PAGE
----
|Publication number||US5273406 A|
|Application number||US 07/758,749|
|Publication date||Dec 28, 1993|
|Filing date||Sep 12, 1991|
|Priority date||Sep 12, 1991|
|Publication number||07758749, 758749, US 5273406 A, US 5273406A, US-A-5273406, US5273406 A, US5273406A|
|Original Assignee||American Dengi Co., Inc.|
|Export Citation||BiBTeX, EndNote, RefMan|
|Patent Citations (11), Referenced by (58), Classifications (5), Legal Events (3)|
|External Links: USPTO, USPTO Assignment, Espacenet|
This invention relates to a group of pumping devices with a flexible actuating member, especially to bladder, diaphragm and peristaltic pumps, and, partially, to the pumps with a flexible rotating actuator.
A variety of pumping mechanisms with a flexible actuating member were introduced through the years in order to provide an efficient and controllable pumping action with a minimum number of moving parts, limited influence on the transferred media, isolation of the aggressive or sterile transferable media from the environment arid ability to handle solids, semisolids and liquids with different viscosities.
Heretofore three main types of flexible pumping actuators are being evaluated.
Diaphragm and bladder type actuation provides a fully controllable pressure of the pumping action, utilizing an intake and an exhaust valve and a limited motion or deflection of the flexible actuating member. The very existence of two valves limits the application of these devices to a very clean, low viscosity liquids, which should be able to tolerate the constant mechanical impact of valving mechanisms. Utilization of valves also excludes the possibility of reversing the flow without changing the setup. Typical pressure actuated bladder pump with multiple valves is presented in a U.S. Pat. No. 4,047,849 "Pneumatic Pulsator Pumping System With Pulsator Fluid Venting Valve". Widely used "peristaltic" pumps utilize elastic tubing as the liquid carrier, and are actuated by a roller, which longitudinally squeezes the tubing against the rigid support. The pumping action can be reversed only if the system is equipped with a reversible motor. Limited suction is provided by the resilient restoration of the tubing material, which follows the roller impact. Time, required for the tubing restoration is the main performance limiting factor. Also, any actuating roller will, by definition, compress not only the tubing, but anything inside the tubing as well, which narrows the application of this device to pumping of a limited range of low viscosity liquids. Furthermore, the constant roller impact not only shortens the life span of the tubing, but also requires a substantial actuating power.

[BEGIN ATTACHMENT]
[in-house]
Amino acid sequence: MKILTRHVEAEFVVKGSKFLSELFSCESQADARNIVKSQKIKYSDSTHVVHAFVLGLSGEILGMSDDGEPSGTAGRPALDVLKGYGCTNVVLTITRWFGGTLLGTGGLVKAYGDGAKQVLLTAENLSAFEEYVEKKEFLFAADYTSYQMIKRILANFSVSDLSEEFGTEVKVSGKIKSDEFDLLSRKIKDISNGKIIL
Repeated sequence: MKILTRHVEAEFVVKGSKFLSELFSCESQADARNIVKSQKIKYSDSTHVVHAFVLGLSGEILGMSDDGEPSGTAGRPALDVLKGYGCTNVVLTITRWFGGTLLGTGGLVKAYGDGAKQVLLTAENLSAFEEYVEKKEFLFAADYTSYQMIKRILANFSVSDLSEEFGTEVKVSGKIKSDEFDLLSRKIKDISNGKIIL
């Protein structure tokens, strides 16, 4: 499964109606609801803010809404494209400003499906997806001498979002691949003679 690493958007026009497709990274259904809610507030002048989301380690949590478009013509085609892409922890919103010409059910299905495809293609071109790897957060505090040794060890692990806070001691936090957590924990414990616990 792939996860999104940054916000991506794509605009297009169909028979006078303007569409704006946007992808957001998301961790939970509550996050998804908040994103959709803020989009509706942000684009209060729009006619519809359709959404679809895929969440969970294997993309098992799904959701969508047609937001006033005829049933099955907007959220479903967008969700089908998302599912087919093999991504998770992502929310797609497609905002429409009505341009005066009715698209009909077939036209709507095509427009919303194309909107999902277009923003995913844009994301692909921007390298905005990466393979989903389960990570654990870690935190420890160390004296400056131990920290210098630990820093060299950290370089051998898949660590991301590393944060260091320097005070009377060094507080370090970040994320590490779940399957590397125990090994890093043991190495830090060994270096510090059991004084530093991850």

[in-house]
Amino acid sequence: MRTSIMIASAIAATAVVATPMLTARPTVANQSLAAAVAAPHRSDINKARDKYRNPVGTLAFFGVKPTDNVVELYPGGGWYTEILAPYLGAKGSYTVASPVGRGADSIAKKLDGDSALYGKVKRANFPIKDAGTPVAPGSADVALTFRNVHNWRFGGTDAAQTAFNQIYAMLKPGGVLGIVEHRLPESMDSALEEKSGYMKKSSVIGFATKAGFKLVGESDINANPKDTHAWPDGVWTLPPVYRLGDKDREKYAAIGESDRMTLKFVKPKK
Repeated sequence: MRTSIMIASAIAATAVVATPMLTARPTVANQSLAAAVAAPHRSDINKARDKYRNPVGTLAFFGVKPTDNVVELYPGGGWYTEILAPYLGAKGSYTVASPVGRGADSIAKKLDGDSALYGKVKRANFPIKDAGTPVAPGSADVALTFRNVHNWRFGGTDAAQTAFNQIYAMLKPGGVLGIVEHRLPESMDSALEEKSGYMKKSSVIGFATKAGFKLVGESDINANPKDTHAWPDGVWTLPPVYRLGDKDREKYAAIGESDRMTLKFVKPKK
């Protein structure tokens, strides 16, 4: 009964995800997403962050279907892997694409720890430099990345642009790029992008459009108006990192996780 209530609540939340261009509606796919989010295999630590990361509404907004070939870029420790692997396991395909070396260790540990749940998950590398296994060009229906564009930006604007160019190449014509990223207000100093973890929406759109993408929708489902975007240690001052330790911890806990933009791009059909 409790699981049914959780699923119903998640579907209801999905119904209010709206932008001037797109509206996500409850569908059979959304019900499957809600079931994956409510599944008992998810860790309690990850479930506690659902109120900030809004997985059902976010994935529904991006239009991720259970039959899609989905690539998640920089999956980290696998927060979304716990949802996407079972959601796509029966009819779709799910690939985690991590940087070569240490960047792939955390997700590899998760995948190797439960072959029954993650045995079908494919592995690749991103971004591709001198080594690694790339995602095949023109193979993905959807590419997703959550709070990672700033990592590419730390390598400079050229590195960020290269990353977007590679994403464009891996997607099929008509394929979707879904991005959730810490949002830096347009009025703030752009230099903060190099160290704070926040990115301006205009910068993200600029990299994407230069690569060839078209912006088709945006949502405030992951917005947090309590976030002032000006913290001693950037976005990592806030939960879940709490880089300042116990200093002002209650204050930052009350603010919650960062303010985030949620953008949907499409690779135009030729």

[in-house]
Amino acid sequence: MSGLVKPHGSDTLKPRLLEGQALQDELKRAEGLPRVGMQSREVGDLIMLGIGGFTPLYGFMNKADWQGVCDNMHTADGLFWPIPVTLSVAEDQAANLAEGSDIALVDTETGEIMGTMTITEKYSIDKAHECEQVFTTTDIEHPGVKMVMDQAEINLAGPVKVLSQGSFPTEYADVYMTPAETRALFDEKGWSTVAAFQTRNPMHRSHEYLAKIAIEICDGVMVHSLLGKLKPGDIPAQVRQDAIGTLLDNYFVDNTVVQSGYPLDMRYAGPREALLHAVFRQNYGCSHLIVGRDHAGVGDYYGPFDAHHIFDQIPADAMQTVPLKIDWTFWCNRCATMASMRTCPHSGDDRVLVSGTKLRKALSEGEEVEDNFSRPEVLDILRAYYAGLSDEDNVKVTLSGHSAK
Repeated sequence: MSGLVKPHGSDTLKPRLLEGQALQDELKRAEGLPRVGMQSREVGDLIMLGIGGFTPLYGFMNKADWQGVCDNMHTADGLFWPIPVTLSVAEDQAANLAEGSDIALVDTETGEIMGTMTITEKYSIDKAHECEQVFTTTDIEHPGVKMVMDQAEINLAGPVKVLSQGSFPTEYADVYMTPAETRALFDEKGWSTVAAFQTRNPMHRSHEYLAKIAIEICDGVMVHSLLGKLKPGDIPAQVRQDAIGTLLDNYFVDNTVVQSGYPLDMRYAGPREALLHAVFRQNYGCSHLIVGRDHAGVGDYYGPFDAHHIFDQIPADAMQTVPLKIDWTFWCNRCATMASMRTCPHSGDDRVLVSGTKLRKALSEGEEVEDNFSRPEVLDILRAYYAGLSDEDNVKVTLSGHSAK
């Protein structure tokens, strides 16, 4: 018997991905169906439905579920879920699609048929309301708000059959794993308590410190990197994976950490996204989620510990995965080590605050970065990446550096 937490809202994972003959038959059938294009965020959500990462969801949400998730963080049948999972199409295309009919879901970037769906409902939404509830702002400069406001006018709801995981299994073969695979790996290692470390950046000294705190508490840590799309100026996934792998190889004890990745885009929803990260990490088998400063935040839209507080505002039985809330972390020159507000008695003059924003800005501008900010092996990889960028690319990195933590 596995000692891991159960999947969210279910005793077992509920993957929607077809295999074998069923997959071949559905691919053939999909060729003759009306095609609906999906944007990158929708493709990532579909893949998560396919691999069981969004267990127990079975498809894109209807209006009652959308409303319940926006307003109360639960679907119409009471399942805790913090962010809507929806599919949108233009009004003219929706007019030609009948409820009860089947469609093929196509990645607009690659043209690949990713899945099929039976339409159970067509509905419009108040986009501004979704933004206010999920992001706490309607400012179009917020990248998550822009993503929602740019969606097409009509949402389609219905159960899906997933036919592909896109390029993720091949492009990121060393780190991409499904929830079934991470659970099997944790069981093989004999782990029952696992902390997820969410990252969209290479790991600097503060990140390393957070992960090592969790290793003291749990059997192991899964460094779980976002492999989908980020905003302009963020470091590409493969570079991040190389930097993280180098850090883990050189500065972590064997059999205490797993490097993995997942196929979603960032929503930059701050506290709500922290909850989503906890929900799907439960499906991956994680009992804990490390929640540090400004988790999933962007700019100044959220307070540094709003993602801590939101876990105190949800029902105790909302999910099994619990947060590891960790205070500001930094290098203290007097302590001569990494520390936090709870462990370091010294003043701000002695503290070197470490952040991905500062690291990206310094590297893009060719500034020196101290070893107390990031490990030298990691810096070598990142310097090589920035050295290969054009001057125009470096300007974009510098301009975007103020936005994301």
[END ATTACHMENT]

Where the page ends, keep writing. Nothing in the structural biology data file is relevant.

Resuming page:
Pumps with a flexible rotating actuator can provide a large pumping volume by moving portions of liquid, accumulated between the blades of the actuator, in a centrifugal motion from the intake to the exhaust port. These pumps in general do not require valves but the rotating actuator itself can tolerate only a limited amount and size of impurities in the liquid, can not permit extended dry running and has the strongest destructive effect on the transferrable media.